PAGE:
Myth/Misrepresentation #4: NC has not considered this bill in recent years.

Answer: FALSE. In the late 1980s/early 1990s, a similar bill passed the NC House of Representatives. In 2001, the bill I filed on the subject passed the House Election Laws Committee. That same year, the Senate passed its version (sponsored by former Senator Howard Lee) out of the Senate.

Myth/Misrepresentation #5: SB 353 is a bill only sought by Democrats.

Answer: FALSE. As recently as 2001 forward, countless Republicans have filed and pushed similar bills in States all around the country, as well as Democrats. By my count, at least 20 States have been considering this positive election law reform in recent years.

Myth/Misrepresentation #6: SB 353 will dilute our weaken our State's role in the presidential election contest.

Answer: FALSE: To the contrary, given that we are one of the 10 largest states, presidential candidates from the major parties will flock here more than ever to visit voters and not just come by to rake up campaign cash. If Republican and Democratic presidential candidates know that several Congressional districts - and their presidential electors - are in play in NC, then they will spend more time here. Another plus: NC will have an economic benefit, probably in the many millions of dollars, by the additional spending of campaigns and supporters of candidates here. It is high time that more of our presidential candidates pay attention to NC. If we can't move up our presidential primary, then SB 353 is a welcome alternative. And it is good for business.

* * * * *

Though there are many other misrepresentations being advocated by opponents, please consider the above and VOTE YES for SB 353.

It will be the best way to give voters more say in who NC actually supports for President.

Thank you for your consideration.

Wayne Goodwin
Former member, NC House of Representatives (1997-2004)

Saturday, July 7, 2007

Public Financing of Campaigns Preserves Campaigns By, Of, For the People

Public Financing of Campaigns Preserves Power for the People
By Wayne Goodwin
July 2, 2007

So why do we elect so many statewide officials?

Back in the 1700s, fear of King-picked Royal Governors and their great powers helped sow strong sentiments against strong State executives. Those seeds sprouted into many revisions of our State constitution, guaranteeing a weak governor and a State government with decentralized executive authority.

As our state grew, responsibility for important policy areas such as agriculture, education, labor policy, and the regulation of insurance was divided among independently-elected constitutional offices, together called the Council of State.

Because of this division, each Council of State officer is continuously and increasingly bombarded by special interests who want to influence these policy areas. The bombardment reaches fever pitch leading up to elections, when special interests ratchet up their pitch with campaign contributions or promises of contributions to candidates they approach.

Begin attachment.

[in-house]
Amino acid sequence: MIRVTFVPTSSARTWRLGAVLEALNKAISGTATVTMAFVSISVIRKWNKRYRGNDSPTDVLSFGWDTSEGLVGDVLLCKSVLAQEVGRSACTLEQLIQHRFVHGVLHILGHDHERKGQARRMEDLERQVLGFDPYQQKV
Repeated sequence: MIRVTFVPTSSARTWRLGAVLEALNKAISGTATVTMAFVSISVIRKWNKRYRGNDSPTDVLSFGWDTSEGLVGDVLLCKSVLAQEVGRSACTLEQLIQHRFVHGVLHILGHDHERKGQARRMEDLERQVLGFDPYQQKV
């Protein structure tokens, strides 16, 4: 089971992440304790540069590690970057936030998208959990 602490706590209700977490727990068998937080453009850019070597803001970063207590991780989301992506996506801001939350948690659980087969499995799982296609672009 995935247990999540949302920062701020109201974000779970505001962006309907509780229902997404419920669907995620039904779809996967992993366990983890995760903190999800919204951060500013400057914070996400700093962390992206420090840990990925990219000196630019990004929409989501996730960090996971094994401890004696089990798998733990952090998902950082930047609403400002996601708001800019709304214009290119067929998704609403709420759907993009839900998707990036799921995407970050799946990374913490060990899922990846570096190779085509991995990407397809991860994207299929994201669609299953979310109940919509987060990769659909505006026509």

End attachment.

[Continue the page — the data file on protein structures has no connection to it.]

Witness recent scandals involving disgraced former Agriculture Commissioner Meg Scott Phipps, House Speaker Jim Black, and others during the last few years. What have these scandals done to public trust in government? It is vastly important for such officials to remain free from actual or perceived undue influence. That is why campaign reforms for these offices, and others, is so badly needed.

This is not merely academic for me: It is real. As an eight-year State Representative and a candidate for Labor Commissioner in 2004, I witnessed first-hand what our candidates for Statewide office endure. While it used to be that a candidate would visit all the county seats and the respective Sheriff in each courthouse, and call on a few people in each county while enjoying an RC Cola at a country store or humpteen BBQs, today campaigning is about the money chase and spending every waking hour raising campaign contributions. Why? Because campaigns today cost more and involve expensive TV ads, countless polls, and consultants in a world where fewer and fewer folks pay attention to elections. In my own 2004 race, like other candidates, I had to lock myself in a cubicle – a campaign War Room – and spend up to 12 hours daily, 6 days weekly, on the phone between 6 and 12 months. Frankly, asking people you know – and those you don't know - to each donate up to thousands of dollars is awkward … but a necessary component of the current system. Asking someone to donate to a charitable cause or a church or a scholarship program is one thing, but making 200 calls daily for your personal campaign's benefit decimates what a candidate should be doing: Spending time with voters.